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The Amarillo Globe-News
By Roxanne Hill Garno
I find in myself an array of emotions in writing this: sadness, anger, love and joy. As we celebrated Independence Day, and before that Father’s Day, someone special had been on my mind, who no doubt, were he still alive, would’ve been looking forward to a barbecue with family and friends. On Father’s Day, he would have had big hugs and kisses from his daughters and a firm handshake from his only son.
But he’s not here and hasn’t been for a little over 11 years. This man was my dad, 47th District Attorney Danny E. Hill. A man who fought hard for years upon years to rid our great community of the worst of criminals, who would kill, maim and violate without a smidgen of remorse.
As I look back on his short but full life, I don’t remember the drinking, the bad press or the way most of the community turned on him. Rather, I look back in awe that in the 47 years this man was alive, he contributed more to the city he loves than most people will if they live to be 100.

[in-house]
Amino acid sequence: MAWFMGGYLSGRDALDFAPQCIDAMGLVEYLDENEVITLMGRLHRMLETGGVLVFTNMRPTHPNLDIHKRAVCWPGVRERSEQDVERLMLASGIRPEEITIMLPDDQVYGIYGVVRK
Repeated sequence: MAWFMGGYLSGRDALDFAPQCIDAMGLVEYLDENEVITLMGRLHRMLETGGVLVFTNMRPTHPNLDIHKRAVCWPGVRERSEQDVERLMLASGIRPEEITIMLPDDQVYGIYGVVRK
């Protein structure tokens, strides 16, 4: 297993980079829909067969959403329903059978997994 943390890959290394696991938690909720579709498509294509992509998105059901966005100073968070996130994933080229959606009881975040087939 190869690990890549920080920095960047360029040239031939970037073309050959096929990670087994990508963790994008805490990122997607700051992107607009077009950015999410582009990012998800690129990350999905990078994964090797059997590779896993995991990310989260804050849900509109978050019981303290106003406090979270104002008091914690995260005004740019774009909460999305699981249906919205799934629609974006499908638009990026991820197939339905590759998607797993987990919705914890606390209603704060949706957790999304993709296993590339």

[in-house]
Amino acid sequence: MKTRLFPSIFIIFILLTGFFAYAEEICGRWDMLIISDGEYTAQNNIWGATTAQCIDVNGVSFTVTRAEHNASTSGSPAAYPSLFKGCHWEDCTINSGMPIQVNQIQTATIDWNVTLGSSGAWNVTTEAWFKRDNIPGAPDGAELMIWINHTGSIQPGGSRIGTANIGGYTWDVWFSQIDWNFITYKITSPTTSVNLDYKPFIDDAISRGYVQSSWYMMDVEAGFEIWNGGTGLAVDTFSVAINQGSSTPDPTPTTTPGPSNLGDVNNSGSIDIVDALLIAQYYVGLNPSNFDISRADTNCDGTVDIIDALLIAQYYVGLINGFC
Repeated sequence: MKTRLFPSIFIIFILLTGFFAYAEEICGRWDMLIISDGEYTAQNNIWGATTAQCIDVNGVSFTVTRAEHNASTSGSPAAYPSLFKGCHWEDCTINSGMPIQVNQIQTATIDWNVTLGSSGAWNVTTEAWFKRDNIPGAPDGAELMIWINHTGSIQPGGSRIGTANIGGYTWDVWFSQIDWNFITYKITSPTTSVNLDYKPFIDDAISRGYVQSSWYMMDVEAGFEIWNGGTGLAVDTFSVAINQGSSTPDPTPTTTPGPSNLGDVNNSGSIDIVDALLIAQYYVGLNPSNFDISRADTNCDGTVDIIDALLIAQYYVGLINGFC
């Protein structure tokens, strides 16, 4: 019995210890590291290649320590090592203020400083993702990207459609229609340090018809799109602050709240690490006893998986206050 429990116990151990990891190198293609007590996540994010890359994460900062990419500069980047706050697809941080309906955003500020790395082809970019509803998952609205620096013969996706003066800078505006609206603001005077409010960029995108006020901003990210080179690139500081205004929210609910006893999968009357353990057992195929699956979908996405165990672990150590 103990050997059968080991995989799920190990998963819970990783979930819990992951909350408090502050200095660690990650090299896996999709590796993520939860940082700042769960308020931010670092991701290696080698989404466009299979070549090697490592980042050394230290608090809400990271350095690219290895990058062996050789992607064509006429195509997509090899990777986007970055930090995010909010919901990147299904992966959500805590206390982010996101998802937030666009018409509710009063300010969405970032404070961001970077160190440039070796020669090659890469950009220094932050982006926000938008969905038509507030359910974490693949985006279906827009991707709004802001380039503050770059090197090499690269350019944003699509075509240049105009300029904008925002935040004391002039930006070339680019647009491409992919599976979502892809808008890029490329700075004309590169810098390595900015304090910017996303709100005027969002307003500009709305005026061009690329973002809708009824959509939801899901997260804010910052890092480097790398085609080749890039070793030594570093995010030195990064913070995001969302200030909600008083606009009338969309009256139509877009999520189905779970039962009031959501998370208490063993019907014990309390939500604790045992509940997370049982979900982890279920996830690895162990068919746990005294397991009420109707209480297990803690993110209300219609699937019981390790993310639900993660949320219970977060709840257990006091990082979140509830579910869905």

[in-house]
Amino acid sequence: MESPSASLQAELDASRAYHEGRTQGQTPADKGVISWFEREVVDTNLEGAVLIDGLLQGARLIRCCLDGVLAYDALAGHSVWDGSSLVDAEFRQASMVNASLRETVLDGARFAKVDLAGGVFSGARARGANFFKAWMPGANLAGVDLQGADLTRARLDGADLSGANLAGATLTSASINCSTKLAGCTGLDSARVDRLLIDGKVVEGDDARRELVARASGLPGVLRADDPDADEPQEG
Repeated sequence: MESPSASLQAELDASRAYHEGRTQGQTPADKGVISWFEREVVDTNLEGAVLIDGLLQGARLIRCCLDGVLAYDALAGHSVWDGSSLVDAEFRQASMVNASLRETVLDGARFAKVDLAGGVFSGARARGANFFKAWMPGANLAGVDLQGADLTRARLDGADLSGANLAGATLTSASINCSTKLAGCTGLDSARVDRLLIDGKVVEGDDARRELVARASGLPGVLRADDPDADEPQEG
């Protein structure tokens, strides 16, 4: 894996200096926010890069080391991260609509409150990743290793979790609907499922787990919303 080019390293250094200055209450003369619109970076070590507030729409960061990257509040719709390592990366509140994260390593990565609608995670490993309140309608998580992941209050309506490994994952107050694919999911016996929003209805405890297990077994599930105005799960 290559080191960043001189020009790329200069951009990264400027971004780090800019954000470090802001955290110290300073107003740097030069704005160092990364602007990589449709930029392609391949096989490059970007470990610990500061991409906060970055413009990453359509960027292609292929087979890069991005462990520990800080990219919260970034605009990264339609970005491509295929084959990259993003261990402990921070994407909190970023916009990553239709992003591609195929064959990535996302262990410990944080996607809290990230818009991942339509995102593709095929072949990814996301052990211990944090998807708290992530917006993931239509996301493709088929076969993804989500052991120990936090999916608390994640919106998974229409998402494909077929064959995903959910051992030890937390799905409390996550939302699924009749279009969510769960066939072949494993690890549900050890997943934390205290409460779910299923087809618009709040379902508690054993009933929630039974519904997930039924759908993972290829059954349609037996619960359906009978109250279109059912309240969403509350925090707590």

When my baby sister died, my father was made out to be a horrific man who had passed down suicidal genes to his youngest daughter, thereby causing her untimely death. And of course, the Globe-News had to put that on the front page for all to see.
What a tragedy. Instead of remembering him for all he had done for our community, all people could talk about was how the horrible Danny Hill had caused someone else’s death, his own child’s no less, almost 10 years after he had died. He had no one to stand up for him and say, “No! That’s not true!” nor could he even defend himself. So, being his oldest and much wiser daughter, I decided to do it for him.